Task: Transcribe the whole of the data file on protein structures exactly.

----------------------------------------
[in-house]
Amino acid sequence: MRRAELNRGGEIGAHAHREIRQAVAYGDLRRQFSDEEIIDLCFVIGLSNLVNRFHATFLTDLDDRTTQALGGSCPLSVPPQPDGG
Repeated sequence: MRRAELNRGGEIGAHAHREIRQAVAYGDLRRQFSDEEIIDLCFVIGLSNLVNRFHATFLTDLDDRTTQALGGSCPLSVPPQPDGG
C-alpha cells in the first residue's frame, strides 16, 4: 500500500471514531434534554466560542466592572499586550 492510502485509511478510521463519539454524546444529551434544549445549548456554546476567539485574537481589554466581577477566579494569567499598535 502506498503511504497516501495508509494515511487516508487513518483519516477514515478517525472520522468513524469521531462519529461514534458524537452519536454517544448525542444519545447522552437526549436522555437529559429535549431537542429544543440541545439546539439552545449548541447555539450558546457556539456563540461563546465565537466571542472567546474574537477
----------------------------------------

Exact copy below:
[in-house]
Amino acid sequence: MRRAELNRGGEIGAHAHREIRQAVAYGDLRRQFSDEEIIDLCFVIGLSNLVNRFHATFLTDLDDRTTQALGGSCPLSVPPQPDGG
Repeated sequence: MRRAELNRGGEIGAHAHREIRQAVAYGDLRRQFSDEEIIDLCFVIGLSNLVNRFHATFLTDLDDRTTQALGGSCPLSVPPQPDGG
C-alpha cells in the first residue's frame, strides 16, 4: 500500500471514531434534554466560542466592572499586550 492510502485509511478510521463519539454524546444529551434544549445549548456554546476567539485574537481589554466581577477566579494569567499598535 502506498503511504497516501495508509494515511487516508487513518483519516477514515478517525472520522468513524469521531462519529461514534458524537452519536454517544448525542444519545447522552437526549436522555437529559429535549431537542429544543440541545439546539439552545449548541447555539450558546457556539456563540461563546465565537466571542472567546474574537477